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1939 - Death of Harald Sandberg; built Sandberg's Summit Hotel on the Ridge Route [story]
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| Saturday, Mar 30, 2019
Photo source: Fernandeño-Tataviam Band of Mission Indians

 

Descendants of the first people to live in the Santa Clarita Valley have begun the process to buy back some of their ancestral land.

The Fernandeño-Tataviam Band of Mission Indians has established the Tataviam Land Conservancy, which primary purpose is to conserve lands within the tribe’s traditional territory for cultural enrichment and educational uses.

The Fernandeño-Tataviam tribe consists of family members who trace their lineage to the San Fernando, Santa Clarita, Simi and Antelope valleys prior to the arrival of Europeans in 1769.

President Rudy Ortega Jr. said land conservancies such as the one his tribe has established do two things: bring land back to the tribe that was once historically Indian land; and allow indigenous people to use the designated spaces for ceremonial practices.

Ortega said establishing the conservancy is the first step in what could be a long process.

“We haven’t finalized any agreements,” Ortega said. “We are in the very early stages. But it’s essential for us to try and acquire ancestral village areas or significant sacred sites so we can continue to practice cultural ceremonies and activities with the tribe itself.”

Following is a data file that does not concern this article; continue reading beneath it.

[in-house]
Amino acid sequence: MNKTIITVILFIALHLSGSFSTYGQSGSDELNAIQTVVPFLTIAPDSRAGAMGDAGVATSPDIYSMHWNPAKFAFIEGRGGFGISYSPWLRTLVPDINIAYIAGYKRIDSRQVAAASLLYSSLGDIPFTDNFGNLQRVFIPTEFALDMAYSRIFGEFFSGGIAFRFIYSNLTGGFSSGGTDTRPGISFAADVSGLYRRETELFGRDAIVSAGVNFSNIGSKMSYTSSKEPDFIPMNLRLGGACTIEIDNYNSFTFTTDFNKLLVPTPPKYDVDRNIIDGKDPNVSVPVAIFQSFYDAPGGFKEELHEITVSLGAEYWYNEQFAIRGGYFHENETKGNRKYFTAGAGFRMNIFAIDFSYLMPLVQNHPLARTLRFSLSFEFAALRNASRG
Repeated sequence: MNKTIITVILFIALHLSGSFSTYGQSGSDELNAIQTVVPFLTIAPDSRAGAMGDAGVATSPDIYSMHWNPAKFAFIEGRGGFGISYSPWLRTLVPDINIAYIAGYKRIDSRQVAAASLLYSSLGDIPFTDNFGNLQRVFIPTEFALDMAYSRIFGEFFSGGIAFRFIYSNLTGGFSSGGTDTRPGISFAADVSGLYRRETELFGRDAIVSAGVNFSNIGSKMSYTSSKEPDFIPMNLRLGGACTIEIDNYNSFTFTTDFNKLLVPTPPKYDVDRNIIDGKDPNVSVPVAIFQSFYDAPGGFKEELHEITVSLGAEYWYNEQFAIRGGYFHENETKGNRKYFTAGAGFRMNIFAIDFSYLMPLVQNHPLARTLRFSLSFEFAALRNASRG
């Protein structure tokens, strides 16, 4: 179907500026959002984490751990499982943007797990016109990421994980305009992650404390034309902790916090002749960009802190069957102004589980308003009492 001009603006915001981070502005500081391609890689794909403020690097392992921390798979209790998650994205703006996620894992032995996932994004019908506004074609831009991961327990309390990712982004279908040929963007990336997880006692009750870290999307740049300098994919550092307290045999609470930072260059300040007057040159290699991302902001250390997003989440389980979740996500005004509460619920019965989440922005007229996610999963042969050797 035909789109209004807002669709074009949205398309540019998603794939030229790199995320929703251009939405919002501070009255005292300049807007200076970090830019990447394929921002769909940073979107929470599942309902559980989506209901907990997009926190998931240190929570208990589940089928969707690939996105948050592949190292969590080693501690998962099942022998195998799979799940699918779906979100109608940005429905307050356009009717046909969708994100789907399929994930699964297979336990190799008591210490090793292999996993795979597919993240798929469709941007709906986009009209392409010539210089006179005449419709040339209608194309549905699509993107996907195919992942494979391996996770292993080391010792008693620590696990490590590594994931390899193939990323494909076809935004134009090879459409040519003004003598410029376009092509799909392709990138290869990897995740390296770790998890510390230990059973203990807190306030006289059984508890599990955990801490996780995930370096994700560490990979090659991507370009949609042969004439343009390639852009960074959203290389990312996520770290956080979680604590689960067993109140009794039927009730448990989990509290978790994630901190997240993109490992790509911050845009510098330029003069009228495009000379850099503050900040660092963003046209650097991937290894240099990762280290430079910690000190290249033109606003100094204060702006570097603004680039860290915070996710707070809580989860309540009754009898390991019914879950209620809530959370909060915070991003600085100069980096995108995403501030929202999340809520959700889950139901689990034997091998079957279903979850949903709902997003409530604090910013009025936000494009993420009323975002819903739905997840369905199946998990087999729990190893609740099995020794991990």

The tribe has a joint partnership with the city of San Fernando where two acres are designated for Tataviam ceremonial purposes. The tribe also has a cultural center off of Highway 2 in the Angeles National Forest called Haramongna.

The conservancy has been actively looking at certain properties in the Angeles National Forest as well in the Simi, Santa Clarita and San Fernando valleys. The lands include a 1,100-acre property west of the Chatsworth Reservoir that the tribe has been eyeing for 18 years, as well as 40-50 acres in the Castaic area.

The conservancy’s criteria for land acquisitions include accessibility and cultural significance, Ortega said.

Some sites, such as a more contemporary property in Encino, might have areas used for ceremonies of any type. This particular site has an adobe, which Ortega said has some cultural significance to his family personally: great, great grandfather was one of the individuals who lived there and helped build some of the adobes on the property.

The conservancy also has set its sights on the more prominent San Fernando Mission because of its sentimental value and historical significance; more specifically, the clash between colonists and Ortega’s ancestors, who were forcibly removed from the mission lands.